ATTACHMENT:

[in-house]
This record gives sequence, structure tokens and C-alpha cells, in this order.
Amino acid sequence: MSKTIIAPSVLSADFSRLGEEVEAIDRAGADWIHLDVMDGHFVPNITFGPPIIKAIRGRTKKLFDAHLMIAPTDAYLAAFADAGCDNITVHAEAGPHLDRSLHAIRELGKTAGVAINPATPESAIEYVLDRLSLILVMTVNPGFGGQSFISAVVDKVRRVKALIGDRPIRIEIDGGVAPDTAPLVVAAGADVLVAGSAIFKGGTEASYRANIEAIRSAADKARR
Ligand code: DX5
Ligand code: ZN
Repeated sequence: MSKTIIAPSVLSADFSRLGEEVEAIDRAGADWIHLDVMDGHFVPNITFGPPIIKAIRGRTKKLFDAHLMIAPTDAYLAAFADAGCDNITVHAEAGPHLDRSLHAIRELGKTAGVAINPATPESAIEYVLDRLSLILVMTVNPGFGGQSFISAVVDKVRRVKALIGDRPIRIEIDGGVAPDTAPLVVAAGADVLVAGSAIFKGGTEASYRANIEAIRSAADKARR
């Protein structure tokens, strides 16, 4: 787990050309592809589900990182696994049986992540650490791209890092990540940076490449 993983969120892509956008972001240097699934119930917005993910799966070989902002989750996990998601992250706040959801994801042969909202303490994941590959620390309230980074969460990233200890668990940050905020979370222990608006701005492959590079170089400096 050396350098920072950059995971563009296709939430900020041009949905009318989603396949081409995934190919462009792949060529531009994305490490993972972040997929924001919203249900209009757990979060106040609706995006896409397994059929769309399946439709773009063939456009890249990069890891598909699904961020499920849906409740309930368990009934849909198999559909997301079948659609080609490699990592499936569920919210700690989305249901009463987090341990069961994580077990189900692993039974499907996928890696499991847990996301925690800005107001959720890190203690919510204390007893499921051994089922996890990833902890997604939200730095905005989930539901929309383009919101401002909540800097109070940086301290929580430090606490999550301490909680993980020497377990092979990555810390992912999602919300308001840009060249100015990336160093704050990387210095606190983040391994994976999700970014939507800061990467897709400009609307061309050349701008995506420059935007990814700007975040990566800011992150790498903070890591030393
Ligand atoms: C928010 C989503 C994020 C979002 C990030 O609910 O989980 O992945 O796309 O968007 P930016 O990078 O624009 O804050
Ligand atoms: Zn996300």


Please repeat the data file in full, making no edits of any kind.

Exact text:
[in-house]
This record gives sequence, structure tokens and C-alpha cells, in this order.
Amino acid sequence: MSKTIIAPSVLSADFSRLGEEVEAIDRAGADWIHLDVMDGHFVPNITFGPPIIKAIRGRTKKLFDAHLMIAPTDAYLAAFADAGCDNITVHAEAGPHLDRSLHAIRELGKTAGVAINPATPESAIEYVLDRLSLILVMTVNPGFGGQSFISAVVDKVRRVKALIGDRPIRIEIDGGVAPDTAPLVVAAGADVLVAGSAIFKGGTEASYRANIEAIRSAADKARR
Ligand code: DX5
Ligand code: ZN
Repeated sequence: MSKTIIAPSVLSADFSRLGEEVEAIDRAGADWIHLDVMDGHFVPNITFGPPIIKAIRGRTKKLFDAHLMIAPTDAYLAAFADAGCDNITVHAEAGPHLDRSLHAIRELGKTAGVAINPATPESAIEYVLDRLSLILVMTVNPGFGGQSFISAVVDKVRRVKALIGDRPIRIEIDGGVAPDTAPLVVAAGADVLVAGSAIFKGGTEASYRANIEAIRSAADKARR
């Protein structure tokens, strides 16, 4: 787990050309592809589900990182696994049986992540650490791209890092990540940076490449 993983969120892509956008972001240097699934119930917005993910799966070989902002989750996990998601992250706040959801994801042969909202303490994941590959620390309230980074969460990233200890668990940050905020979370222990608006701005492959590079170089400096 050396350098920072950059995971563009296709939430900020041009949905009318989603396949081409995934190919462009792949060529531009994305490490993972972040997929924001919203249900209009757990979060106040609706995006896409397994059929769309399946439709773009063939456009890249990069890891598909699904961020499920849906409740309930368990009934849909198999559909997301079948659609080609490699990592499936569920919210700690989305249901009463987090341990069961994580077990189900692993039974499907996928890696499991847990996301925690800005107001959720890190203690919510204390007893499921051994089922996890990833902890997604939200730095905005989930539901929309383009919101401002909540800097109070940086301290929580430090606490999550301490909680993980020497377990092979990555810390992912999602919300308001840009060249100015990336160093704050990387210095606190983040391994994976999700970014939507800061990467897709400009609307061309050349701008995506420059935007990814700007975040990566800011992150790498903070890591030393
Ligand atoms: C928010 C989503 C994020 C979002 C990030 O609910 O989980 O992945 O796309 O968007 P930016 O990078 O624009 O804050
Ligand atoms: Zn996300």